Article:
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Regurgitative food transfer among wild wolvesAuthor(s): L. David Mech; Paul C. Wolf; Jane M. Packard
Source: Canadian Journal of Zoology
Publication Series: Scientific Journal (JRNL)
Station: North Central Research Station
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DescriptionFew studies of monogamous canids have addressed regurgitation in the context of extended parental care and alloparental care within family groups. We studied food transfer by regurgitation in a pack of wolves on Ellesmere Island, North West Territories, Canada, during 6 summers from 1988 through 1996. All adult wolves, including yearlings and a post-reproductive female, regurgitated food. Although individuals regurgitated up to five times per bout, the overall ratio of regurgitations per bout was 1.5. Pups were more likely to receive regurgitations (81%) than the breeding female (14%) or auxiliaries (6%). The breeding male regurgitated mostly to the breeding female and pups, and the breeding female regurgitated primarily to pups. The relative effort of the breeding female was correlated with litter size (Kendall's = 0.93, P = 0.01).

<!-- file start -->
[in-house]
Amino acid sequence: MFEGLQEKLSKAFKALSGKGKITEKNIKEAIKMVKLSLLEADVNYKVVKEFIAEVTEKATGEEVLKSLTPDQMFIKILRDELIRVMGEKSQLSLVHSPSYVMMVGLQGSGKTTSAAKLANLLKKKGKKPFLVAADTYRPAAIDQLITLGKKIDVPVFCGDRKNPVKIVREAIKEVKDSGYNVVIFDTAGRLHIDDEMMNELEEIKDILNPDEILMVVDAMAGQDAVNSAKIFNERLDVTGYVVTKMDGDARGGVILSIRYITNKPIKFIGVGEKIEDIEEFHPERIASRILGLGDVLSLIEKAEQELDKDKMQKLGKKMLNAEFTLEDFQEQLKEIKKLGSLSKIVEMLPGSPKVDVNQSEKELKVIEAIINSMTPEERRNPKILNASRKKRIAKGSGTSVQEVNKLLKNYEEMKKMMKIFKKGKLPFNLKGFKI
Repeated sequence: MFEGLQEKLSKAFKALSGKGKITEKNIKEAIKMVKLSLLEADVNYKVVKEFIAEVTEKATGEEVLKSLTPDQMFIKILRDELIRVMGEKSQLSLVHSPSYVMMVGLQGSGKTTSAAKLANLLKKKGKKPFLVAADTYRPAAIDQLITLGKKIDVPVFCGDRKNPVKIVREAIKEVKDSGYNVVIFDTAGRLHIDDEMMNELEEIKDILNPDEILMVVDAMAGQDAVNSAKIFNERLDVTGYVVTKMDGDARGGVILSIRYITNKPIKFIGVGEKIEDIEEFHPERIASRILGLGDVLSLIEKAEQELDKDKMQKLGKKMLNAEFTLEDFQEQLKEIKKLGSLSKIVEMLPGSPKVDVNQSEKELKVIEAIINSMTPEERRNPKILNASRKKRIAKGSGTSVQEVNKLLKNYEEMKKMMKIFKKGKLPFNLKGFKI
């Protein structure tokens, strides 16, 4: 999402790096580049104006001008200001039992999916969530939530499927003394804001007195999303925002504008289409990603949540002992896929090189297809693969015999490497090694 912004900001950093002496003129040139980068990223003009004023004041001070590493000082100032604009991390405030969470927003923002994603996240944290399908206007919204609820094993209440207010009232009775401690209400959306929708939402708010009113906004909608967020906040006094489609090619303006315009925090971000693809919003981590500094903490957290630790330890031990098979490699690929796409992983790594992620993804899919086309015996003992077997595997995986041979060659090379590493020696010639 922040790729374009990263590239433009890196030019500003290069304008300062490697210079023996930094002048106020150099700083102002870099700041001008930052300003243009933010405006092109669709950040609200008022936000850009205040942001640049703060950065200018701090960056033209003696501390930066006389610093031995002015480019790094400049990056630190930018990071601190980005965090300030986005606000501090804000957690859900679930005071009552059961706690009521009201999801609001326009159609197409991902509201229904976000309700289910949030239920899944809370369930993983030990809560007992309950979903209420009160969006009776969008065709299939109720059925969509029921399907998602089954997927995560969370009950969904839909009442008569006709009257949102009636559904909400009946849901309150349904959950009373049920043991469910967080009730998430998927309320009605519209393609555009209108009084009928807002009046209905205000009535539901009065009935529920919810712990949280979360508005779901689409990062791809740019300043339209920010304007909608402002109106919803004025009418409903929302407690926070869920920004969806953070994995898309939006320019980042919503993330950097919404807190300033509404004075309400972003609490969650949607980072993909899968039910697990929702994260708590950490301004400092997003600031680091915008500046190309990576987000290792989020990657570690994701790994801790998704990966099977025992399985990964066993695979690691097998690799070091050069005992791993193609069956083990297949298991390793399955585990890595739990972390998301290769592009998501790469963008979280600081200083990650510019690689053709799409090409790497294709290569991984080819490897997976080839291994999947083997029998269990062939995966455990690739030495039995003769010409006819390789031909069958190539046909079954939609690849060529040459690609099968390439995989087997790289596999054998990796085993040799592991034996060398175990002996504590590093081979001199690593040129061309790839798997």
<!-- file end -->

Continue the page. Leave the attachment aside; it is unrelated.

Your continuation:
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CitationMech, L. David; Wolf, Paul C.; Packard, Jane M. 1999. Regurgitative food transfer among wild wolves. Canadian Journal of Zoology
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